Protective HIV-specific CD8+ T cells evade Treg cell suppression.

Viral Vaccine Program, Seattle Biomedical Research Institute (Seattle Biomed), Seattle, Washington, USA.
Nature medicine (Impact Factor: 28.05). 07/2011; 17(8):989-95. DOI: 10.1038/nm.2422
Source: PubMed

ABSTRACT Specific human leukocyte antigens (HLAs), notably HLA-B*27 and HLA-B*57 allele groups, have long been associated with control of HIV-1. Although the majority of HIV-specific CD8(+) T cells lose proliferative capacity during chronic infection, T cells restricted by HLA-B*27 or HLA-B*57 allele groups do not. Here we show that CD8(+) T cells restricted by 'protective' HLA allele groups are not suppressed by T(reg) cells, whereas, within the same individual, T cells restricted by 'nonprotective' alleles are highly suppressed ex vivo. This differential sensitivity of HIV-specific CD8(+) T cells to T(reg) cell-mediated suppression correlates with their expression of the inhibitory receptor T cell immunoglobulin domain and mucin domain 3 (Tim-3) after stimulation with their cognate epitopes. Furthermore, we show that HLA-B*27- and HLA-B*57-restricted effectors also evade T(reg) cell-mediated suppression by directly killing T(reg) cells they encounter in a granzyme B (GzmB)-dependent manner. This study uncovers a previously unknown explanation for why HLA-B*27 and HLA-B*57 allele groups are associated with delayed HIV-1 disease progression.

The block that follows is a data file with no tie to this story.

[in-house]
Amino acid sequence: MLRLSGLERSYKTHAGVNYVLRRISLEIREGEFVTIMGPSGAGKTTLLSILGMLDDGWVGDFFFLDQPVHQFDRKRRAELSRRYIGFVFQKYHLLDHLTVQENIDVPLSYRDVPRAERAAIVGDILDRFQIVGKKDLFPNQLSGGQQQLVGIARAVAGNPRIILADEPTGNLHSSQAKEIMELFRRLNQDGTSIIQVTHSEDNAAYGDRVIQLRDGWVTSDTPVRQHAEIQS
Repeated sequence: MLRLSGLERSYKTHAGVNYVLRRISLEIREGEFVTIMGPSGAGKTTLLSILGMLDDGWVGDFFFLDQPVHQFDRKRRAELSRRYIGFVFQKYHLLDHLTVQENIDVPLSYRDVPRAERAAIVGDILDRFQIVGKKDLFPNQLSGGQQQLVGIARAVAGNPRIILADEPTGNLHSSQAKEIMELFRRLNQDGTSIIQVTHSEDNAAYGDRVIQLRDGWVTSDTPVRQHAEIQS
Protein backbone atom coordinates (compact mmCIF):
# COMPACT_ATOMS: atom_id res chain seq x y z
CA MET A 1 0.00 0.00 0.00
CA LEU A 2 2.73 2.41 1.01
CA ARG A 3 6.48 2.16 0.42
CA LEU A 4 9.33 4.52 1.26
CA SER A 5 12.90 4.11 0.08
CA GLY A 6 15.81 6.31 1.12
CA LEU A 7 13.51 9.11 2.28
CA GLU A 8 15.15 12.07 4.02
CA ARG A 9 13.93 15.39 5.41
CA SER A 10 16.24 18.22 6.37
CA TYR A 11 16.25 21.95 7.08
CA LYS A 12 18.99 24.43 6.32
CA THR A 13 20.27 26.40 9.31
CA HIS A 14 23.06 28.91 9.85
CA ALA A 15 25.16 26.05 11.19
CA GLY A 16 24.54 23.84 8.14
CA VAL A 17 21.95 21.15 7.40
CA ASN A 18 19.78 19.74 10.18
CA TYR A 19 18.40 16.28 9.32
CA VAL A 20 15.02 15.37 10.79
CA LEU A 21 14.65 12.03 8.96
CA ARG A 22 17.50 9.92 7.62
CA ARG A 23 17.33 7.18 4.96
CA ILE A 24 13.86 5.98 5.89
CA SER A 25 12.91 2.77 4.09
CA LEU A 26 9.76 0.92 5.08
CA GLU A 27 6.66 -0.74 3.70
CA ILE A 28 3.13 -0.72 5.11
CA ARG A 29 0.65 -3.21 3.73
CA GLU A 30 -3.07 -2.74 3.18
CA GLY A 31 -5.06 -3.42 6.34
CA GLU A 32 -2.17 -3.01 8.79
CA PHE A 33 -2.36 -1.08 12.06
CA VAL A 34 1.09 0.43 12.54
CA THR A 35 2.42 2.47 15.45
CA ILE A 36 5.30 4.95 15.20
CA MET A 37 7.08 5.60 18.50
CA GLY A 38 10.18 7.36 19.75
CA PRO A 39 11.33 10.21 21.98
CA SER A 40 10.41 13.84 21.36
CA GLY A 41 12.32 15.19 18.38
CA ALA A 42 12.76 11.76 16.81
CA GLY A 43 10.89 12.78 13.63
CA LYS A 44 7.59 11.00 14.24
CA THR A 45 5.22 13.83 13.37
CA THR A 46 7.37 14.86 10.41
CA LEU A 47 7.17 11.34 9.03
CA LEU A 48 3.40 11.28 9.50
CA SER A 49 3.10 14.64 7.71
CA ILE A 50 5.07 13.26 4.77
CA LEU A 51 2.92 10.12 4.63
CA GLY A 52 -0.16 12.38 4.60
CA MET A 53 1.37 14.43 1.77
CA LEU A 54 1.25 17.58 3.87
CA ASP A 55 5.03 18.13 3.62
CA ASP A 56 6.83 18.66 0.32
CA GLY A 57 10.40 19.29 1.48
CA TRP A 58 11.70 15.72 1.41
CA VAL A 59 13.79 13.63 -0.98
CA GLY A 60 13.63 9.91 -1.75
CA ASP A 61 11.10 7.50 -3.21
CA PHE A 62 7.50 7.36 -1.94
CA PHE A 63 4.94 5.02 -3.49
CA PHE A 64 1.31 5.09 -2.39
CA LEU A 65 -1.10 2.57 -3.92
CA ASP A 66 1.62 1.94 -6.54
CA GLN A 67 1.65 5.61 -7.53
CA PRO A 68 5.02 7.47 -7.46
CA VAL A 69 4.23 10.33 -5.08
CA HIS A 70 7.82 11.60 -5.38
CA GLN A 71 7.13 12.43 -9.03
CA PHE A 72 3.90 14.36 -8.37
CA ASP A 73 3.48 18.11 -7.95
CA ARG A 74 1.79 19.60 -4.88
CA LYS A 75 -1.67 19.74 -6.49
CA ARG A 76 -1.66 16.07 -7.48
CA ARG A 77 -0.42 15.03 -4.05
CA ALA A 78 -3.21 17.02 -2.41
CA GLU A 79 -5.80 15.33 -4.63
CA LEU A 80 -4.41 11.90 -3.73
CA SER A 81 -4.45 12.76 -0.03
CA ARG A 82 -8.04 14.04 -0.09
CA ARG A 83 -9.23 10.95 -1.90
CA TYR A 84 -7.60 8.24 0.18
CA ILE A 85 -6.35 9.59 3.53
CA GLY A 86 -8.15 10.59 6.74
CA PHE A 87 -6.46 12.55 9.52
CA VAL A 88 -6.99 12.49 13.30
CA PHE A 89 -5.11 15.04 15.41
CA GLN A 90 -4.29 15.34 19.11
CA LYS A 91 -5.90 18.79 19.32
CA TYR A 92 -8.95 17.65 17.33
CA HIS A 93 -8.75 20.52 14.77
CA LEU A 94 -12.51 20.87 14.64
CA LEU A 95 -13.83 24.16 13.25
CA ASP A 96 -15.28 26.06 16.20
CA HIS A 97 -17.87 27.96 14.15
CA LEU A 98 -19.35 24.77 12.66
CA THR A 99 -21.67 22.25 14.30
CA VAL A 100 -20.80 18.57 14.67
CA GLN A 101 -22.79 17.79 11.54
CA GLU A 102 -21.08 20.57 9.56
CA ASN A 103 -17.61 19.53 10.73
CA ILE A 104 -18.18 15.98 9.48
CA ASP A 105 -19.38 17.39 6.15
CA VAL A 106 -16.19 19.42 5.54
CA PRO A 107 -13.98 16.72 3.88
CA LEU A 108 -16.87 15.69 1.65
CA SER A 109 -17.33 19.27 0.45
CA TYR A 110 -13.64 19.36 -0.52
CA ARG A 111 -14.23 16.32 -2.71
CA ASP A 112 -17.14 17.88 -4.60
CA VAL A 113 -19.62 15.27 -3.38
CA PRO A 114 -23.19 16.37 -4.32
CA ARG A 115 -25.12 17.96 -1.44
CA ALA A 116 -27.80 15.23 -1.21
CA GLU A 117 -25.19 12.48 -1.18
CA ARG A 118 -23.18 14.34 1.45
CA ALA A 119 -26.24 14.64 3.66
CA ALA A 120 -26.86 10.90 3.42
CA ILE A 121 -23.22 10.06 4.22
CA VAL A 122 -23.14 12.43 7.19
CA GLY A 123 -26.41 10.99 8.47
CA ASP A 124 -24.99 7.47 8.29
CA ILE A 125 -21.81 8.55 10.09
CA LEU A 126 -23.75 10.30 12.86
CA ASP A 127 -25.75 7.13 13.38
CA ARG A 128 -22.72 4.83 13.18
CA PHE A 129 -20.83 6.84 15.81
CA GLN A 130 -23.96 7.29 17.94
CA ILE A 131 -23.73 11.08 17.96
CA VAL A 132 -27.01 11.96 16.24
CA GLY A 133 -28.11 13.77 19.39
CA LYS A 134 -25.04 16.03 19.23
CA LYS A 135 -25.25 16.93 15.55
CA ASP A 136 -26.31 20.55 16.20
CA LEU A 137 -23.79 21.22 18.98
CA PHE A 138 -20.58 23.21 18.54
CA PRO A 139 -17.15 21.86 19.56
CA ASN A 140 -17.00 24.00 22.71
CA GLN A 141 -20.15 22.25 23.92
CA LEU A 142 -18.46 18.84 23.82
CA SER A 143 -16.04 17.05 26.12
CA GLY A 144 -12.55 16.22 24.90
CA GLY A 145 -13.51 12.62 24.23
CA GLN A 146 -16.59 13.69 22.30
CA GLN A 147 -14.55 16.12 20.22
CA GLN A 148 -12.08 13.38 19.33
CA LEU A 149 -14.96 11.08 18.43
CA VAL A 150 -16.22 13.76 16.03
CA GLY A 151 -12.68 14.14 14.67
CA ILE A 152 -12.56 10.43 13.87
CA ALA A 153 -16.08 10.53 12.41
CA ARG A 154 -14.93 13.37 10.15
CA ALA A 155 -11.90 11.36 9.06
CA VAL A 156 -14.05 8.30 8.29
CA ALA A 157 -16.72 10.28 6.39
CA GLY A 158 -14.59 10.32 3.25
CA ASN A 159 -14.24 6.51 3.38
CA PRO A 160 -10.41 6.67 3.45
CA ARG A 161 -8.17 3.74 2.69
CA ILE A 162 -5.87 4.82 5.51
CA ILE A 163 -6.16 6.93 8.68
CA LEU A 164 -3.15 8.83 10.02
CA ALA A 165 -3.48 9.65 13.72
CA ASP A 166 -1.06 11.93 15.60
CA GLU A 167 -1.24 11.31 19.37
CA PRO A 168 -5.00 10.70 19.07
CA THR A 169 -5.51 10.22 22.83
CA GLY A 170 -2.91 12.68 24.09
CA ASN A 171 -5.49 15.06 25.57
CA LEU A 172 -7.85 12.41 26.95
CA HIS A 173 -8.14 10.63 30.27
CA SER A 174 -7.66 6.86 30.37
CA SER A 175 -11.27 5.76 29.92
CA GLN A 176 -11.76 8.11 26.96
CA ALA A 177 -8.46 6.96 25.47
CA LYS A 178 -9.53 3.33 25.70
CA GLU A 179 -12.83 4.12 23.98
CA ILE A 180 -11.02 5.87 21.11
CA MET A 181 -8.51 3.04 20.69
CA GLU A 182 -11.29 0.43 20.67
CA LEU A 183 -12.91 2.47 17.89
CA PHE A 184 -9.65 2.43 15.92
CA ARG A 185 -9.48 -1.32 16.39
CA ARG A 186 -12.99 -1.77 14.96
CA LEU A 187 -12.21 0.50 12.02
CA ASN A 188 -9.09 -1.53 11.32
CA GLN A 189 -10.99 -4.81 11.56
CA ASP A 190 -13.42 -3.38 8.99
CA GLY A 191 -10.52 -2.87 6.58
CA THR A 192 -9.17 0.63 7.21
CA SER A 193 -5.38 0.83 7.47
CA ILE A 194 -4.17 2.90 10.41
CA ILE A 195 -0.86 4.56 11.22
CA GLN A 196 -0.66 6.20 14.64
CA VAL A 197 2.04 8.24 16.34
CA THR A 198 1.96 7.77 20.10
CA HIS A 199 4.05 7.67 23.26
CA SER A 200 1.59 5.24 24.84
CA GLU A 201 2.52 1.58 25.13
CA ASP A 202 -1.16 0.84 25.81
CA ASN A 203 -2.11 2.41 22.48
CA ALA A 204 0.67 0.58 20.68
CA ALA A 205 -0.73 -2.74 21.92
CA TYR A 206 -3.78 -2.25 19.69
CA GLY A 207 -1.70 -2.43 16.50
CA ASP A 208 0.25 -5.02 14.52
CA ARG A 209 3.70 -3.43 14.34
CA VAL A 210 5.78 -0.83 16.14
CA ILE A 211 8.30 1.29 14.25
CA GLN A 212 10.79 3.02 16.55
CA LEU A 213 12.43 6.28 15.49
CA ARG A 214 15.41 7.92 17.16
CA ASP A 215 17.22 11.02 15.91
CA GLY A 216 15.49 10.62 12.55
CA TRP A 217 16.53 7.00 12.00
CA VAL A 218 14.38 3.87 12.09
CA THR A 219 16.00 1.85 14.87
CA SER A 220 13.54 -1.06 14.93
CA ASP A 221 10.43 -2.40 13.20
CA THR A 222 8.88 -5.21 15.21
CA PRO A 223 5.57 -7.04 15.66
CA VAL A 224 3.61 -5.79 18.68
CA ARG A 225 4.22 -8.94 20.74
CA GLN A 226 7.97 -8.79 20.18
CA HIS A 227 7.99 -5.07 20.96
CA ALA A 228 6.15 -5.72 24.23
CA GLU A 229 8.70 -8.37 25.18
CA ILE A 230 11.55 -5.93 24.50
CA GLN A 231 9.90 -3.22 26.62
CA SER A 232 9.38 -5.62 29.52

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    ABSTRACT: The T cell Ig- and mucin domain-containing molecule-3 (Tim-3) negative immune checkpoint receptor demarcates functionally exhausted CD8(+) T cells arising from chronic stimulation in viral infections like HIV. Tim-3 blockade leads to improved antiviral CD8(+) T cell responses in vitro and, therefore, represents a novel intervention strategy to restore T cell function in vivo and protect from disease progression. However, the Tim-3 pathway in the physiologically relevant rhesus macaque SIV model of AIDS remains uncharacterized. We report that Tim-3(+)CD8(+) T cell frequencies are significantly increased in lymph nodes, but not in peripheral blood, in SIV-infected animals. Tim-3(+)PD-1(+)CD8(+) T cells are similarly increased during SIV infection and positively correlate with SIV plasma viremia. Tim-3 expression was found primarily on effector memory CD8(+) T cells in all tissues examined. Tim-3(+)CD8(+) T cells have lower Ki-67 content and minimal cytokine responses to SIV compared with Tim-3(-)CD8(+) T cells. During acute-phase SIV replication, Tim-3 expression peaked on SIV-specific CD8(+) T cells by 2 wk postinfection and then rapidly diminished, irrespective of mutational escape of cognate Ag, suggesting non-TCR-driven mechanisms for Tim-3 expression. Thus, rhesus Tim-3 in SIV infection partially mimics human Tim-3 in HIV infection and may serve as a novel model for targeted studies focused on rejuvenating HIV-specific CD8(+) T cell responses.

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